Four Reasons West Brom Must Keep Pepe Mel

His tenure in the Midlands has been steady if unspectacular - but West Brom need to persevere with Pepe...
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Four Reasons West Brom Must Keep Pepe Mel

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Is he staying? Is he leaving? Will the club offer him a new contract extension? There’s been plenty of speculation over Pepe Mel’s future at West Bromwich Albion, but I put forward four points in favour of sticking with him…

Primary objective of survival reached

Mel walked into West Brom with the club hanging precariously above the relegation zone (16th), the supporters bemoaning results and players looking like they just wanted the season to close already. No doubt, chairman Jeremy Peace’s instruction to Mel was a very clear one: steer this team to Premier League safety. And he’s done it, although not mathematically but very realistically, with two games to spare. Key victories against Swansea, Norwich and West Ham have lifted Albion out of the relegation scrap and into a relatively safe position of 16th. The transition from Steve Clarke to Mel hasn’t been an extraordinarily easy one, but gradually the players have responded and adhered to the Spaniard and he should be given huge credit for what he’s done thus far. We were staring relegation in the face under Clarke and I fear nothing would have changed would he have carried on in charge.

Allow the bond between manager and fans to grow

It is known that Mel forged a positive relationship with Real Betis fans whilst he was managing in Spain, and he’s already proved a big hit at Albion. This is a sincere, genuine, likeable guy who is clearly trying his best to fit into what is a completely new culture to him. Reports suggest his grasp of the English language is growing and growing, he has stated in a recent press conference that he wanted to stay put and – this is the important bit – the vast majority of fans want him here next season too. It’s hard not to gravitate towards him for just little things like wandering over to the fans and applauding them – lose, draw or win – and congratulating all of his players out on the pitch at full-time, means he cares. You can see he’s genuinely disappointed when we lose, and genuinely delighted when we win. Under Clarke there was no such cohesion between him and the fans, it was full-time and straight down the tunnel. I think it’s crucial to allow this nascent, developing bond to grow and blossom.

Summer approaching: let him bring in his own players

He’s trying to implement a fast-paced pressing philosophy into a team which wasn’t built to run, run, run, but to soak up pressure and counter-attack. If Mel is to be given a contract extension, then Peace must enable him to bring in players who fit his style and most probably speak his first language. Indeed, it’s going to be a summer of massive overhaul as decisions will have to be made on loan players (do they return to parent club, or do they join permanently) and senior players with contracts up (do they get released, or do they sign on). The whole team will be undertaking a restructure and it depends if Peace & Co. want Mel in charge of such an operation. We’ve already been linked in newspapers with Joel Campbell and Ruben Castro, two attackers who Mel knows well from his time at Betis. From looking at social media and forums, the general consensus is that Mel should be given the summer to rebuild, reinvest and have a proper go in the forthcoming season.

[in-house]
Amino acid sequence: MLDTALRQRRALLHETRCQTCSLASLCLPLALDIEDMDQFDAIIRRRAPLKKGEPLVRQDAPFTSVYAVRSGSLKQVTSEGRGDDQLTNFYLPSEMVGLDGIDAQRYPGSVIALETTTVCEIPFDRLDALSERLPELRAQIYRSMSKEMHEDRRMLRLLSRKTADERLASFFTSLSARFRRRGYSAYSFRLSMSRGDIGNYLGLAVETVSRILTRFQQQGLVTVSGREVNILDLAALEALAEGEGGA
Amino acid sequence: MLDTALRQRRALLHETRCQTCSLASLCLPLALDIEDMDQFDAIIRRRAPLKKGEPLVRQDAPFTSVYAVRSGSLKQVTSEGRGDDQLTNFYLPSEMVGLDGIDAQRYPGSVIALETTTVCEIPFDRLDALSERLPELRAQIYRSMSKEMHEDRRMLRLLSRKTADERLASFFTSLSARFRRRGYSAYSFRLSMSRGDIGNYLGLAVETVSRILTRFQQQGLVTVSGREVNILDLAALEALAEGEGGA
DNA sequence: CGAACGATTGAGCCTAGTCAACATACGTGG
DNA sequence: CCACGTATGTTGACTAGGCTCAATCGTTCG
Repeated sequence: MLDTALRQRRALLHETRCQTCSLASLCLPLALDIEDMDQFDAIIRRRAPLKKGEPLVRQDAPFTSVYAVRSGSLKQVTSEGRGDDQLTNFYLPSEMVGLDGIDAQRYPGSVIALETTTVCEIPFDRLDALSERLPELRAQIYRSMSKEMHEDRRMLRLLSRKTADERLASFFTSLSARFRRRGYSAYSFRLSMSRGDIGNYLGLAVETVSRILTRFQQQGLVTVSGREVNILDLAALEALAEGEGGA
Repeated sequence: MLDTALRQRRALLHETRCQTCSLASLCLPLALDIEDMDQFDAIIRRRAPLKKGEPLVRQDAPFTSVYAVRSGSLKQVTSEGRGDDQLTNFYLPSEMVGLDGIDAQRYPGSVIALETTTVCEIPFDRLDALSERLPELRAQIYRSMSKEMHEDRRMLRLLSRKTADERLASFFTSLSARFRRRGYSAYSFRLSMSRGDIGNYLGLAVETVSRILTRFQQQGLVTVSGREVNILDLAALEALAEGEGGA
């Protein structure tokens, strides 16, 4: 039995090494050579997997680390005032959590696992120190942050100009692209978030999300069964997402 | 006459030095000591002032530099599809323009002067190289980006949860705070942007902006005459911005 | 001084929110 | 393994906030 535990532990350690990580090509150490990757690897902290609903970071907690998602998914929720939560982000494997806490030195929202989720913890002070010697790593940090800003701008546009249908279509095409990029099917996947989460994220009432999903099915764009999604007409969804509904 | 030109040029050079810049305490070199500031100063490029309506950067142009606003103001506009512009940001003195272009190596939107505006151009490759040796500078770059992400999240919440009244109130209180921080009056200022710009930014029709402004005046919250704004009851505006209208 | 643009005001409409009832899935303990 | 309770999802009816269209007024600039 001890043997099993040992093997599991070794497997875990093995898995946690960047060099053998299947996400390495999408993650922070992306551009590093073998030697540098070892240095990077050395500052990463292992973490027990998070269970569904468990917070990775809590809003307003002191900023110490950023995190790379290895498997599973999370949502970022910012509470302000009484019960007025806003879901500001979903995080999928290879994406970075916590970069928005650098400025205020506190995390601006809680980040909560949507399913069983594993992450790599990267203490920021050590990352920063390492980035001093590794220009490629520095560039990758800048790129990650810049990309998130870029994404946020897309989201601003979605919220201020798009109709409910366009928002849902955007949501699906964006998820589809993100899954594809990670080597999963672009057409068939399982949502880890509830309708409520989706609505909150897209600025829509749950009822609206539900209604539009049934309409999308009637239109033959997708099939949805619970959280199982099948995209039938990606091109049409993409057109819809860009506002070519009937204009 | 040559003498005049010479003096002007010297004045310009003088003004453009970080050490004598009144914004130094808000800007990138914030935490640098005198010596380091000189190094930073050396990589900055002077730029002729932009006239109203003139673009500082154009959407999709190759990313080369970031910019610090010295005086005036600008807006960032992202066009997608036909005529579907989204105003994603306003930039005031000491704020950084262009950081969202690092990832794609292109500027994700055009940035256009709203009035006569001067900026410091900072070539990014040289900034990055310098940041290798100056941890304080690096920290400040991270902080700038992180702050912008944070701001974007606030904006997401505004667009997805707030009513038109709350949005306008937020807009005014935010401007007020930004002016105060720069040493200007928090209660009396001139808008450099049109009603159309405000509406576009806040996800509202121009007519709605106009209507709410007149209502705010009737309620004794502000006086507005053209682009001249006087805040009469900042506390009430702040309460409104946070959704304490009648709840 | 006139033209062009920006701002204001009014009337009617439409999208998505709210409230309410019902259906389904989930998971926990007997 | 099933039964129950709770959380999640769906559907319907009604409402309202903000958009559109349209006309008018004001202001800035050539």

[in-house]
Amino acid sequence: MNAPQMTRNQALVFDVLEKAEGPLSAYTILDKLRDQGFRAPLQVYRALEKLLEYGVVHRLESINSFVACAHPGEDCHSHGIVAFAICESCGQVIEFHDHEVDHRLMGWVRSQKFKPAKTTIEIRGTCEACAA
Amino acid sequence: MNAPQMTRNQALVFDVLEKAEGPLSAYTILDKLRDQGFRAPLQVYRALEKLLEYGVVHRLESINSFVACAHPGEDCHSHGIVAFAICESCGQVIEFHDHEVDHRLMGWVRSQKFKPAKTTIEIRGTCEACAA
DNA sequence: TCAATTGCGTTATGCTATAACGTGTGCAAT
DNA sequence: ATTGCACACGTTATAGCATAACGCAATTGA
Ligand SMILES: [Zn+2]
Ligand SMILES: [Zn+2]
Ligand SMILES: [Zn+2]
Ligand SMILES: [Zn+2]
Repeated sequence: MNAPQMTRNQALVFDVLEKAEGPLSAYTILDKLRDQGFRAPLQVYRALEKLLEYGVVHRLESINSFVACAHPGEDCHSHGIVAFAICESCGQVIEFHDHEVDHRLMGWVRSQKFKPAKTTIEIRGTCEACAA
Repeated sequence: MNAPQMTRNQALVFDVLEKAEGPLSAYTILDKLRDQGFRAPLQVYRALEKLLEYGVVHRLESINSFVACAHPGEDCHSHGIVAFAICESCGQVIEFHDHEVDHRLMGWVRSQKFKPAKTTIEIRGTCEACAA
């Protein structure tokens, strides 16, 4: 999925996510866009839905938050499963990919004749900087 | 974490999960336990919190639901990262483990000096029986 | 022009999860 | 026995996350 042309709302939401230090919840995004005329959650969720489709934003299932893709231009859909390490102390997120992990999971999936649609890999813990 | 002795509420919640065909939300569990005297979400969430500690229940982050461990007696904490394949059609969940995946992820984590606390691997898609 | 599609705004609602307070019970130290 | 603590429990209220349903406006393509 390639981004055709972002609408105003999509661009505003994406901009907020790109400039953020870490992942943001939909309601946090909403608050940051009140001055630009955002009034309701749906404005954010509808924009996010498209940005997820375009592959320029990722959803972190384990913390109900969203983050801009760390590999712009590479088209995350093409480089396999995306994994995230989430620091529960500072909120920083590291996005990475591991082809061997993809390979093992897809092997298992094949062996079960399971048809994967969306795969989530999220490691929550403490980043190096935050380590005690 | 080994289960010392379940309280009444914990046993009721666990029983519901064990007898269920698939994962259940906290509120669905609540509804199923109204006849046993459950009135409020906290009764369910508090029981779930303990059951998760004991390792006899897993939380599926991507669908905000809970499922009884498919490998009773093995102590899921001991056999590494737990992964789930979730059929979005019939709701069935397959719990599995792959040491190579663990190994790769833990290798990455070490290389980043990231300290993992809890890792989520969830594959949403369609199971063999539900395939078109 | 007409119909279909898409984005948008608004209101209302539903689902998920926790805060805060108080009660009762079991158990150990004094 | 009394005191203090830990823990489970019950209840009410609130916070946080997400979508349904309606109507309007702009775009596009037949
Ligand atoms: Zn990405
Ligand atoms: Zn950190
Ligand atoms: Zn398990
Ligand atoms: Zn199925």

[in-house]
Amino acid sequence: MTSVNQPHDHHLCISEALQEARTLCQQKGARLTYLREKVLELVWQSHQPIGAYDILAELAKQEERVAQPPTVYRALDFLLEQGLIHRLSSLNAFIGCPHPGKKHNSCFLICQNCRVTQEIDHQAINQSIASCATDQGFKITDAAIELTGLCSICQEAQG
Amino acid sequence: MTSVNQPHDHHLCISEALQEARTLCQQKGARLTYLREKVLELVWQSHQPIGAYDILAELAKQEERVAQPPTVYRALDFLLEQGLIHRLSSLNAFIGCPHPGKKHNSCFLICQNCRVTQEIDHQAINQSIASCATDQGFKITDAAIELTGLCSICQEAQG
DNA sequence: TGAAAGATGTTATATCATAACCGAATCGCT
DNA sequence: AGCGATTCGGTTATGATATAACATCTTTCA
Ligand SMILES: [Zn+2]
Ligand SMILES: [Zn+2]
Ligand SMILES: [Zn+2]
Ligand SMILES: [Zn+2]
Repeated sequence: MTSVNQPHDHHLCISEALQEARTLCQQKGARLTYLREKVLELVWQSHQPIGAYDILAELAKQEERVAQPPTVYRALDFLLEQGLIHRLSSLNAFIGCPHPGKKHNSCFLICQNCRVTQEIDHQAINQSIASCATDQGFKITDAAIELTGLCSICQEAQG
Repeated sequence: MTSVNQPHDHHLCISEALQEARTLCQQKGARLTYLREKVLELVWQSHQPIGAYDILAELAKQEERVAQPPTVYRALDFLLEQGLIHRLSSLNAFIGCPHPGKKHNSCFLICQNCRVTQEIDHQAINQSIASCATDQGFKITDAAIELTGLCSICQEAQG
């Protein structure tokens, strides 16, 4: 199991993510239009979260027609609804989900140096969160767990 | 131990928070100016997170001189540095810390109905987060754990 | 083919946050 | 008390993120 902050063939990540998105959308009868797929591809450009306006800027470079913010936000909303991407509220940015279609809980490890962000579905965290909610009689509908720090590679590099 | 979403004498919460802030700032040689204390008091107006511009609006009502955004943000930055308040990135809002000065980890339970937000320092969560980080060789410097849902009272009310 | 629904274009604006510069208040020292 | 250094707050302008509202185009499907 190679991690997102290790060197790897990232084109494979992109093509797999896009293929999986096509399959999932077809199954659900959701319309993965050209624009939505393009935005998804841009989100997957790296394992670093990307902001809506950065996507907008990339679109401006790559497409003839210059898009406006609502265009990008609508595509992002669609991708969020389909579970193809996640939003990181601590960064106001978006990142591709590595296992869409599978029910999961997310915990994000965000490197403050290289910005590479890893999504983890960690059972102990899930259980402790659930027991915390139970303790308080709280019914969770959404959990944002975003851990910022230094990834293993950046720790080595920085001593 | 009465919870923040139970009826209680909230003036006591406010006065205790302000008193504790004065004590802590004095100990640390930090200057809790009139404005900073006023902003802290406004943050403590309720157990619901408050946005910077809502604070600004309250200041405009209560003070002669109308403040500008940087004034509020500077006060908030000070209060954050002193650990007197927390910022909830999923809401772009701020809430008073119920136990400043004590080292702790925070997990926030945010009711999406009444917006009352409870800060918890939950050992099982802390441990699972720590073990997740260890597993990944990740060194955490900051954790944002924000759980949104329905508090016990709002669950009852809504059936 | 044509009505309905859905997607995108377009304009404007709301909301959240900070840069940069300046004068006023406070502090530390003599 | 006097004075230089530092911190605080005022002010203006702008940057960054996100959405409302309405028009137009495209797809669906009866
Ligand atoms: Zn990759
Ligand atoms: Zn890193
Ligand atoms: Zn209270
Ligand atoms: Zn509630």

Who else is out there anyway?

It’s an appropriate question. Let’s think about it; if Mel was to be waved goodbye then who would there be, realistically, out there in the managerial market? Tim Sherwood was linked a couple of months back but he’s a temperamental, relatively inexperienced coach and someone who Peace would never go for. Malky Mackay is a very good man and coach but it doesn’t appear like he wants to go straight back into management anytime soon. David Moyes has been a name touted but reports are linking him with Newcastle. None of these seem a better proposition than keeping Mel at the club, with the possible exception of Moyes (yes, I know it didn’t work out at United) because he has a point to prove and tends to excel at ‘underdog’ type clubs as shown at Preston and Everton. But there aren’t many managers out there and it’s not really a process that Peace wants to be going through, for he would have to pay Mel compensation if he sacked him.


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